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Derivation of the acoustic wave equation

The acoustic wave equation describes sound waves in a liquid or gas. Another more complicated set of equations describes elastic waves in solids. Begin with the acoustic case. Define

$\rho$  =  mass per unit volume of the fluid             
u  		 = 		 velocity flow of fluid in the x-direction                   
w  		 =  		 velocity flow of fluid in the z-direction      
P  		 =  		 pressure in the fluid

Newton's law of momentum conservation says that a small volume within a gas will accelerate if there is an applied force. The force arises from pressure differences at opposite sides of the small volume. Newton's law says

\ \rm{mass} \ \times \ \rm{acceleration}\ \ =\ \ 
 \rm{force}\ \ =\ \ -\ \rm{pressure\ gradient}\end{displaymath}

\rho\ {\partial u \over \partial t } \ \ \ &=&\ \ \ 
 - \ { \pa...
 ...r \partial t } \ \ \ &=&\ \ \ 
 -\ { \partial P \over \partial z }\end{eqnarray} (9)

The second physical process is energy storage by compression and volume change. If the velocity vector u at $ x \ +\ \Delta x $exceeds that at x, then the flow is said to be diverging. In other words, the small volume between x and $ x \ +\ \Delta x $ is expanding. This expansion must lead to a pressure drop. The amount of the pressure drop is in proportion to a property of the fluid called its incompressibility K. In one dimension the equation is
\ \rm{pressure\ drop} \ \ =\ \ \ \rm{(incompressibility)} \ \times \ 
 \ \rm{(divergence\ of\ velocity)}\end{displaymath} (11)
-\ {\partial P \over \partial t } \ \ \ = \ \ \ 
 K \ { \partial u \over \partial x }\end{displaymath} (12)
In two dimensions it is  
-\ { \partial P \over \partial t } \eq
K \ \left( { \partial...
 ...ver \partial x } \ +\ 
{ \partial w \over \partial z }
 \right)\end{displaymath} (13)
To arrive at the one-dimensional wave equation from (9) and (12), first divide (9) by $\rho$ and take its x-derivative:  
{\partial\ \over \partial x }\ {\partial \ \over \partial t ...
 ...\partial x }
\ {1 \over \rho }\ { \partial P \over \partial x }\end{displaymath} (14)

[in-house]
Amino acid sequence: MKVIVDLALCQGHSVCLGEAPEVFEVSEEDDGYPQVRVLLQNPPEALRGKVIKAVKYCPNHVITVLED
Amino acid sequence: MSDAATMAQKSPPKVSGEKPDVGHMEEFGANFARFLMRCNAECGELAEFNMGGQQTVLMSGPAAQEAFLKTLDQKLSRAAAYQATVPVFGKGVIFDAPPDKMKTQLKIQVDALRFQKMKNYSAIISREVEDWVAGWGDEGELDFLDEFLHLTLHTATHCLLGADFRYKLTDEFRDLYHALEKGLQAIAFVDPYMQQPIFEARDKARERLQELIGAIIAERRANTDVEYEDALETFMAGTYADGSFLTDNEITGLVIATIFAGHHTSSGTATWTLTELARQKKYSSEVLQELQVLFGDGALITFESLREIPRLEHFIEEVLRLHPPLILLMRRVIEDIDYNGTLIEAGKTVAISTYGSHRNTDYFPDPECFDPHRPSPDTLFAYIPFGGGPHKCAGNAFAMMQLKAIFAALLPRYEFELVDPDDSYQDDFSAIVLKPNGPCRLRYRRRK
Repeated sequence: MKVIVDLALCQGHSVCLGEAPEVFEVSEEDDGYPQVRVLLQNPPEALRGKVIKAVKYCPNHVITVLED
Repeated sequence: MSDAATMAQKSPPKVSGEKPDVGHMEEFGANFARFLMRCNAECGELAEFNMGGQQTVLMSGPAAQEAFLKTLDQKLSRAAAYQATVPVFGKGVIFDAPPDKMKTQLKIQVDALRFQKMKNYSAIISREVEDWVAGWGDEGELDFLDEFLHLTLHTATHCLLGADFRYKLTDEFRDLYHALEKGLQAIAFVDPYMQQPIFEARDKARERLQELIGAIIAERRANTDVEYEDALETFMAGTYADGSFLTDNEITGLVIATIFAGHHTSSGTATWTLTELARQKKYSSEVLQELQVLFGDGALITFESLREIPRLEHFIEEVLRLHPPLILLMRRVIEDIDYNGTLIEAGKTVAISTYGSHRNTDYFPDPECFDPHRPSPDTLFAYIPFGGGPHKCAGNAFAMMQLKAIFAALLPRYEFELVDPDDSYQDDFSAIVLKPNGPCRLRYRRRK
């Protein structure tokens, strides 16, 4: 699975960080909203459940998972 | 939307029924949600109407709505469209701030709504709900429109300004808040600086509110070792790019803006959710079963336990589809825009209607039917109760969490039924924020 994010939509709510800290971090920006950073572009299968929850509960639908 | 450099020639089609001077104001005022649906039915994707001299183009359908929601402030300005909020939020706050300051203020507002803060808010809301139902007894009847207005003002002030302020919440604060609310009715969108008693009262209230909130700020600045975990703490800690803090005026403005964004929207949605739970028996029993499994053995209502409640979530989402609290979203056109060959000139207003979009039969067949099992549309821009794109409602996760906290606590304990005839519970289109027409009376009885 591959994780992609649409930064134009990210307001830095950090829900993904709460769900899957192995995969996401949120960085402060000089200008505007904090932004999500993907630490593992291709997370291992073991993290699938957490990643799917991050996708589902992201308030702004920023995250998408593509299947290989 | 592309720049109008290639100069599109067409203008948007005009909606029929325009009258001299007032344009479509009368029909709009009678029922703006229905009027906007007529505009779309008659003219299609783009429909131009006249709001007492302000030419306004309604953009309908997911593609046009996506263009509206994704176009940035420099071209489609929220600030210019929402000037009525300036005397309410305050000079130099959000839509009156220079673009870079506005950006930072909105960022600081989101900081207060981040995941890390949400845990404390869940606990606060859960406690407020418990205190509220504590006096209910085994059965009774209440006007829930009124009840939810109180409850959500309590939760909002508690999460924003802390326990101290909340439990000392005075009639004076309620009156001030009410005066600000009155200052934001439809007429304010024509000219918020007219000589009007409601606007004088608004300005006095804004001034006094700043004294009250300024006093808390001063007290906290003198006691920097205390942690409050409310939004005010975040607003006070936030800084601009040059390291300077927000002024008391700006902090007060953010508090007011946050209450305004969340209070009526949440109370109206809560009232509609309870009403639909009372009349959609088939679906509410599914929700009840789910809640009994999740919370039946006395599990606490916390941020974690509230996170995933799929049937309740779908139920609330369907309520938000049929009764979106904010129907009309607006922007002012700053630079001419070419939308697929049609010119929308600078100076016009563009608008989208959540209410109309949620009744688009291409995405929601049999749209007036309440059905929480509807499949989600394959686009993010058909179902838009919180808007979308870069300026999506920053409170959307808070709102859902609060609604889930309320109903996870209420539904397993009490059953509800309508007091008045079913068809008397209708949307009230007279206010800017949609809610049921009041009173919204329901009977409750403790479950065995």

Second, take the time-derivatives of (12) and (13). In the solid-earth sciences we are fortunate that the material in question does not change during our experiments. This means that K is a constant function of time:  
{ \partial^2 P \over \partial t^2 } \eq
-\ K\ { \partial \ \over \partial t } \ { \partial \ 
\over \partial x } \ u\end{displaymath} (15)
Inserting (14) into (15), the one-dimensional scalar wave equation appears.  
{ \partial^2 P \over \partial t^2 } \eq K \ 
{ \partial \ \o...
 ...partial x } \ 
{1 \over \rho }\ { \partial P \over \partial x }\end{displaymath} (16)
In two space dimensions, the exact, acoustic scalar wave equation is  
{ \partial^2 P \over \partial t^2 } \eq
K \ \left( { \partia...
 ...\ {1 \over \rho }\ 
{ \partial \ \over \partial z } \ \right) P\end{displaymath} (17)
You will often see the scalar wave equation in a simplified form, in which it is assumed that $\rho$ is not a function of x and z. Two reasons are often given for this approximation. First, observations are generally unable to determine density, so density may as well be taken as constant. Second, we will soon see that Fourier methods of solution do not work for space variable coefficients. Before examining the validity of this approximation, its consequences will be examined. It immediately reduces (17) to the usual form of the scalar wave equation:  
{\vert c\vert} \hline
\\  $ \displaystyle {\...
 ...ver\partial z^2}
\right)\ P $\space \\  \\  \hline\end{tabular}\end{displaymath} (18)

To see that this equation is a restatement of the geometrical concepts of previous sections, insert the trial solution  
P \eq \exp ( -\,i \omega t \ +\ i\,k_x x \ +\ i\,k_z z )\end{displaymath} (19)
What is obtained is the dispersion relation of the two-dimensional scalar wave equation:  
{ \omega^2 \over K / \rho } \eq k_x^2 \ +\ k_z^2\end{displaymath} (20)
Later an equation like (20) will be developed by considering only the geometrical behavior of waves. In that development the wave velocity squared is found where $ K / \rho $ stands in equation (20). Thus physics and geometry will be reconciled by the association  
v^2 \eq {K \over \rho }\end{displaymath} (21)

Last, let us see why Fourier methods fail when the velocity is space variable. Assume that $\omega$, kx, and kz are constant functions of space. Substitute (19) into (18) and you get the contradiction that $\omega$, kx, and kz must be space variable if the velocity is space variable. Try again assuming space variability, and the resulting equation is still a differential equation, not an algebraic equation like (20).

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